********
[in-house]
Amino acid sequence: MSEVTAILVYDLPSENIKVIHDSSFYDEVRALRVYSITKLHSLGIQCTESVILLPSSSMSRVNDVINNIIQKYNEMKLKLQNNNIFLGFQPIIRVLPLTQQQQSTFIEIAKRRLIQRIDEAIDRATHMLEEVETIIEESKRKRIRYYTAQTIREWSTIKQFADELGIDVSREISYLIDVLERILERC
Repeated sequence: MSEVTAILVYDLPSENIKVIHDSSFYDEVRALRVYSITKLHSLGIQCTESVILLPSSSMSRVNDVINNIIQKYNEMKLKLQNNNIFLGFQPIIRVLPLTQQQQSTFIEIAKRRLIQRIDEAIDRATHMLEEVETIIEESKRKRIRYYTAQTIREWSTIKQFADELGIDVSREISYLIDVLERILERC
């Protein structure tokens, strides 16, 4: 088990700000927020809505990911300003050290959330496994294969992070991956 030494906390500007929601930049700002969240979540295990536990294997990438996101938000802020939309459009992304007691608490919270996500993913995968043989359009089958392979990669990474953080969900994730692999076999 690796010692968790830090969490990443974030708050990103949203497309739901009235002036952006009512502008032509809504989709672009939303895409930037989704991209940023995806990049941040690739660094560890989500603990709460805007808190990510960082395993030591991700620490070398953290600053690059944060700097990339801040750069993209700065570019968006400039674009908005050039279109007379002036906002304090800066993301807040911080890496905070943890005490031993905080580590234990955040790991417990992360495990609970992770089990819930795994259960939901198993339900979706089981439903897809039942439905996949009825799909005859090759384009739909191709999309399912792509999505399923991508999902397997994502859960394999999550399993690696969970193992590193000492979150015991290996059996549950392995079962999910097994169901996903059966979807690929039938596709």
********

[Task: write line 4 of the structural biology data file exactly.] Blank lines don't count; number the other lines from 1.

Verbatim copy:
């Protein structure tokens, strides 16, 4: 088990700000927020809505990911300003050290959330496994294969992070991956 030494906390500007929601930049700002969240979540295990536990294997990438996101938000802020939309459009992304007691608490919270996500993913995968043989359009089958392979990669990474953080969900994730692999076999 690796010692968790830090969490990443974030708050990103949203497309739901009235002036952006009512502008032509809504989709672009939303895409930037989704991209940023995806990049941040690739660094560890989500603990709460805007808190990510960082395993030591991700620490070398953290600053690059944060700097990339801040750069993209700065570019968006400039674009908005050039279109007379002036906002304090800066993301807040911080890496905070943890005490031993905080580590234990955040790991417990992360495990609970992770089990819930795994259960939901198993339900979706089981439903897809039942439905996949009825799909005859090759384009739909191709999309399912792509999505399923991508999902397997994502859960394999999550399993690696969970193992590193000492979150015991290996059996549950392995079962999910097994169901996903059966979807690929039938596709």